is it time to rollover your 401k?


Is It Time to Roll Over Your 401(k)?

If you have changed jobs or retired recently, you may be wondering what to do with your 401(k). Your options may include leaving it with your former employer, if they allow you to, transferring it to your new 401(k), again if your new employer accommodates this, rolling it over into an Individual Retirement Account (IRA), or taking it in cash. The last option is typically not recommended, as you will have to pay taxes on the distribution at your current tax rate, and depending on your age, you may have to pay an additional 10% for early withdrawal. 

WHY TRansfer assets to an ira?

For many, rolling your 401(k) assets into an IRA is the most favorable action, for the following reasons:

Tax Benefits

Assuming you roll it directly into an IRA or take the proceeds and then use it to fund an IRA within sixty days of receipt of the proceeds, your transaction is not subject to taxes, and your funds will continue to grow on a tax-deferred basis.

Convenience

You may be able to consolidate your individual retirement savings accounts into one account, which makes it easier and more convenient to track and manage.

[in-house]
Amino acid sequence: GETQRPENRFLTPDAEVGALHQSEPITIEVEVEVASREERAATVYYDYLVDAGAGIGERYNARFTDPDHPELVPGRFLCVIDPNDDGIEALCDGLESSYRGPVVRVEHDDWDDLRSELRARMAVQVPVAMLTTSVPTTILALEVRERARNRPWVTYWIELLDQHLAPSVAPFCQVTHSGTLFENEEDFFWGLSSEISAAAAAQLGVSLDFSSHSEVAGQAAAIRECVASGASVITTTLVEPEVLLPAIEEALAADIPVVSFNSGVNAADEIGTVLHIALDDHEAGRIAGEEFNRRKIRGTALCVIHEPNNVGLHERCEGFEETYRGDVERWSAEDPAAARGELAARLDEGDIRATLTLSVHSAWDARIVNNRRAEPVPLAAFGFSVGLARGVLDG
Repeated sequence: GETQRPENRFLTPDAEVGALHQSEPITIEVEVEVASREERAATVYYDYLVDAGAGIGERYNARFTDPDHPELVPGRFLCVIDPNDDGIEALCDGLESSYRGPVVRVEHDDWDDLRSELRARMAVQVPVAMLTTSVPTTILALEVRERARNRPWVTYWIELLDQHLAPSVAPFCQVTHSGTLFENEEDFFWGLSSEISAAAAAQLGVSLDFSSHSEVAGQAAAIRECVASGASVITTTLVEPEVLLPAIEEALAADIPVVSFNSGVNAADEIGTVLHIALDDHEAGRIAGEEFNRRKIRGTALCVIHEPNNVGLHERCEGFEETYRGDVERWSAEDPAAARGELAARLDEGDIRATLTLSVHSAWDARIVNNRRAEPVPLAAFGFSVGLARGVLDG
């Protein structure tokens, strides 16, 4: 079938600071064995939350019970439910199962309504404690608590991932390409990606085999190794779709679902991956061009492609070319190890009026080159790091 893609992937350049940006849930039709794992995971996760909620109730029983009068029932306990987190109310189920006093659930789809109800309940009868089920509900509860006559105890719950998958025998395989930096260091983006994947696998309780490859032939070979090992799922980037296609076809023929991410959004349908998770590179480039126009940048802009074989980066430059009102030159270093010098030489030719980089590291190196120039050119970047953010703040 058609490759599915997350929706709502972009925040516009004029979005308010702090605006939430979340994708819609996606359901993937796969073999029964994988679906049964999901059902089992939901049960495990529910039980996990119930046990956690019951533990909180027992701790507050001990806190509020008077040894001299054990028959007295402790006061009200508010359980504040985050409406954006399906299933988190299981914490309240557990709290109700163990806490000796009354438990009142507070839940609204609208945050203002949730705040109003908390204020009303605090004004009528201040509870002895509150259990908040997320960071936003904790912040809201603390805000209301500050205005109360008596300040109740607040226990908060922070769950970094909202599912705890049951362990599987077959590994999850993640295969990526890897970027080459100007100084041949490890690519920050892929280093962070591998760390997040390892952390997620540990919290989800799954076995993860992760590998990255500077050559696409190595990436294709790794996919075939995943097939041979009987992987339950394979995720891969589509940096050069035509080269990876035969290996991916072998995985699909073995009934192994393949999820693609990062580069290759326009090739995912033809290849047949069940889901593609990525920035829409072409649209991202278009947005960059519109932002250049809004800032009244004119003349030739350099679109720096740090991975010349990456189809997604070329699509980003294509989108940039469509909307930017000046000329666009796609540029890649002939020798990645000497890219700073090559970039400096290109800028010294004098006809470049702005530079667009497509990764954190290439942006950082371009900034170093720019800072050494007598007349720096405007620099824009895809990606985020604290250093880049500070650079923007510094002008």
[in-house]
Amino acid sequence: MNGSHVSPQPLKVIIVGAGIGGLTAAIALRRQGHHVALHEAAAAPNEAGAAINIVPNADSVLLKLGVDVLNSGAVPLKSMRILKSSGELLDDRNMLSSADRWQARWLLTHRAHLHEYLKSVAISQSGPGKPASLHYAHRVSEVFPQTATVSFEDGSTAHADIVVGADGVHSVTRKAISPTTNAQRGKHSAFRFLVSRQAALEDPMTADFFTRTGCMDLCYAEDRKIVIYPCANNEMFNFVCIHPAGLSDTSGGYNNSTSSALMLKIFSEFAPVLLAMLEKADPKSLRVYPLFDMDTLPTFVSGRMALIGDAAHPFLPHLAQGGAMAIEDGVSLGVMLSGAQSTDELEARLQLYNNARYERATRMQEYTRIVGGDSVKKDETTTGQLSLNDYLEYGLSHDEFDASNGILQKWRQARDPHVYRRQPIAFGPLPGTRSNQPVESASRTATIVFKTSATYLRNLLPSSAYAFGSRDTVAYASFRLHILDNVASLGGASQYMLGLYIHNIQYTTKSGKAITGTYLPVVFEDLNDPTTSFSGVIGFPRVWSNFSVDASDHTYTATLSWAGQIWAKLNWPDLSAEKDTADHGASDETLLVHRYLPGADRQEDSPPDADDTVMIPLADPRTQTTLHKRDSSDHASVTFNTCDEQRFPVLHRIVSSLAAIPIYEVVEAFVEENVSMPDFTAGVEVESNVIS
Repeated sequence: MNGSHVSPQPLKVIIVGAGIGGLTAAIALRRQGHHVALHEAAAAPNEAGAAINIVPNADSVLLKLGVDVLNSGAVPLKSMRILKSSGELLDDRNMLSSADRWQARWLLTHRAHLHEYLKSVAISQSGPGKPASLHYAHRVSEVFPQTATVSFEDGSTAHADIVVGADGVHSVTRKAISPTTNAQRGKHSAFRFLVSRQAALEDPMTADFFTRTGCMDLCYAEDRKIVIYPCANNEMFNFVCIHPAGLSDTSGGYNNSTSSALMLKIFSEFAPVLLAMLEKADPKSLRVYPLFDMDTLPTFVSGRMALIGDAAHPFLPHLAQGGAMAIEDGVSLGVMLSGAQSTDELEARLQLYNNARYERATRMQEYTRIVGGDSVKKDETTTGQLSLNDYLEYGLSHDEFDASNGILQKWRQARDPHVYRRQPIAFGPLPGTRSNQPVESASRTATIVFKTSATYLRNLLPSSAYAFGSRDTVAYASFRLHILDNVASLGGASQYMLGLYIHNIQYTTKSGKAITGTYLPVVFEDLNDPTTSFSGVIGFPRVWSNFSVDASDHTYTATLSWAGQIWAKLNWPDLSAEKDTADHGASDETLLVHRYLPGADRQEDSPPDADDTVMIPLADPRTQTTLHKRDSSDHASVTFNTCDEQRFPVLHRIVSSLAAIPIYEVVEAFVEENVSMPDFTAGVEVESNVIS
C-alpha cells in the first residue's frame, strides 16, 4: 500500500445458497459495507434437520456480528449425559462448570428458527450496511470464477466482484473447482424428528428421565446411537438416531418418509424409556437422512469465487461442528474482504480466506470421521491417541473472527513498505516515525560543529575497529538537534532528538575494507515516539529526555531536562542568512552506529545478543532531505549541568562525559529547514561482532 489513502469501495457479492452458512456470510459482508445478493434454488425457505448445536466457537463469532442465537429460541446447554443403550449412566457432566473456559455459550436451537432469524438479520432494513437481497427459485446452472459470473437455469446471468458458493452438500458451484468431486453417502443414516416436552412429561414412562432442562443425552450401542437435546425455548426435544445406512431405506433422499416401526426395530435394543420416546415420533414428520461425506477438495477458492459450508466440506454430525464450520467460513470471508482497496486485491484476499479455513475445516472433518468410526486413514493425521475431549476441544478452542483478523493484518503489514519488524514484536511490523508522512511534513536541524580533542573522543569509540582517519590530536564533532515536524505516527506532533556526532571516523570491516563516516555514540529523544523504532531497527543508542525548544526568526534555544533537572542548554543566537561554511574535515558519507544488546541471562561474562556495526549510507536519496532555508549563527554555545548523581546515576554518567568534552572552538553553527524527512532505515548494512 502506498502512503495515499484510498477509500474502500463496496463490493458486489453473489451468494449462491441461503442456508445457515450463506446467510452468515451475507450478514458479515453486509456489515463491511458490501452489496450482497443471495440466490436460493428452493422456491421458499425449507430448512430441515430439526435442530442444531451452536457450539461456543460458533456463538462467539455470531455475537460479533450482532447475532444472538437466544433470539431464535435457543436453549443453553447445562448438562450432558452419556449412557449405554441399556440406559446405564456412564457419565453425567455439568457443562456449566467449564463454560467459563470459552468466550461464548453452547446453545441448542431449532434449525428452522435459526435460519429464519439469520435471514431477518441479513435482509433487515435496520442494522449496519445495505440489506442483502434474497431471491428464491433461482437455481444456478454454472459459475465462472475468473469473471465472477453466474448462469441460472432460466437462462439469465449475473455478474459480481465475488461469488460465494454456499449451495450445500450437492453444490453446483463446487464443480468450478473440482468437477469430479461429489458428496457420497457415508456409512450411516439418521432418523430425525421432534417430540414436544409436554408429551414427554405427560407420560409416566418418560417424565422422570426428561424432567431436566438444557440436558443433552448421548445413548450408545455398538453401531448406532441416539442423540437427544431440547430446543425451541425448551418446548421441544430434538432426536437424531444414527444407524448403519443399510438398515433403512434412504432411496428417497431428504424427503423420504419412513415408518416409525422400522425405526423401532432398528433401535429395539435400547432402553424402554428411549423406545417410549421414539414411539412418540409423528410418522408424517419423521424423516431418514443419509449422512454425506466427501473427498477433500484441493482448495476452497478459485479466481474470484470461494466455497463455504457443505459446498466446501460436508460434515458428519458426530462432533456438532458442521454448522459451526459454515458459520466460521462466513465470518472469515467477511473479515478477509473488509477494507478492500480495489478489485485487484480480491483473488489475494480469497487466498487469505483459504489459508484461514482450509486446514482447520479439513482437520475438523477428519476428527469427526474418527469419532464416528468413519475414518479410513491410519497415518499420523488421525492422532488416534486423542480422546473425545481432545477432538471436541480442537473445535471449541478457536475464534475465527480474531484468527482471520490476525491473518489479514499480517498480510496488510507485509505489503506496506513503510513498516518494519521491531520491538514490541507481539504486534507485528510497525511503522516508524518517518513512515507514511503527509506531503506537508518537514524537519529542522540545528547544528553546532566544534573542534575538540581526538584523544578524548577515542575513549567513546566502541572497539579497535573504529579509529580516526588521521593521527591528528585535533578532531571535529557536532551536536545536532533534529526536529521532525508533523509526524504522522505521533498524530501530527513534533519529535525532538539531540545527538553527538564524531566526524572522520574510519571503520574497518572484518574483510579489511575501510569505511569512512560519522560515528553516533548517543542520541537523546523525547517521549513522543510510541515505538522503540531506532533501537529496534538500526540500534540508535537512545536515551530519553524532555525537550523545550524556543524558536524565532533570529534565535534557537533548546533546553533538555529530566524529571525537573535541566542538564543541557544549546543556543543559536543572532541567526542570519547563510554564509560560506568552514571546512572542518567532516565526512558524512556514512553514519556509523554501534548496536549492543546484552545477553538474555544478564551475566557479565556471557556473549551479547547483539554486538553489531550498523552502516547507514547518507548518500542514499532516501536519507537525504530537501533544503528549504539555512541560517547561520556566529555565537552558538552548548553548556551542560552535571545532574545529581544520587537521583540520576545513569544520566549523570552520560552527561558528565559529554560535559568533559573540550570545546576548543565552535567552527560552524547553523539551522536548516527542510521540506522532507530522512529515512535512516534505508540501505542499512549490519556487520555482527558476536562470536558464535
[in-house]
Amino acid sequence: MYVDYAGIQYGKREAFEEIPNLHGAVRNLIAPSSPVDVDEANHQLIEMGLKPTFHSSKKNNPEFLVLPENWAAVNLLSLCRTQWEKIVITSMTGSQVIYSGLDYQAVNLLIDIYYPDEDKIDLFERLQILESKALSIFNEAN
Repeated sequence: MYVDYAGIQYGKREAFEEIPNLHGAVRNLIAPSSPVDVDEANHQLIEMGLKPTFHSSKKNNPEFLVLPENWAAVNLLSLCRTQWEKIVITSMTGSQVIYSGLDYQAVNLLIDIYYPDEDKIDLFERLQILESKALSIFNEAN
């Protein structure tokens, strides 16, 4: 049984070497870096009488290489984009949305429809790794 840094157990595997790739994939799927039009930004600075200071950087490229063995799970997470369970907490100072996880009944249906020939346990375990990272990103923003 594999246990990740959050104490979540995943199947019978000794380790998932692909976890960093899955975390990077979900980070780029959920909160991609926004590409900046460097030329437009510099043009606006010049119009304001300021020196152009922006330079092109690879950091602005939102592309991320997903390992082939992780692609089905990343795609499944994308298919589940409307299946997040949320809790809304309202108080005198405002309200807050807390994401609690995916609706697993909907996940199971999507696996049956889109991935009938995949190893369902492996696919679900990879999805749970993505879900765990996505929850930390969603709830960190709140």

Investment choice

You will likely have a wider range of investment choices, as 401(k) plans generally have a set menu of funds from which to choose. If you roll over into an IRA, you may be able to select from funds, ETFs, and individual securities, depending on the IRA features.

access

With an IRA, you can generally transact whenever you want and easily view your IRA online at any time, without having to go through ad administrator or complete paperwork.

Convertibility

Once you have rolled your IRA over, depending on eligibility, you may be able to convert it to Roth IRA (if you have Roth 401(k), you can roll directly into a Roth IRA). While the contribution is taxable at the time you convert, there are not taxes on withdrawals, which may be beneficial if you think you may be in a higher tax bracket when you are taking withdrawals. 

estate planning

If you roll your 401(k) over into an IRA, make sure you have designated beneficiaries, and that they are up-to-date and reflect any changes in circumstances, such as marital status or dependents. While your IRA is still considered part of your estate, if beneficiary designations are in place, you avoid probate on these assets.

A Southwestern Investment Group advisor can help you determine which option is most appropriate for you. As always, feel free to reach out to us with any questions you may have. For more information on 401(k) and IRA rollovers, visit Investopedia.com

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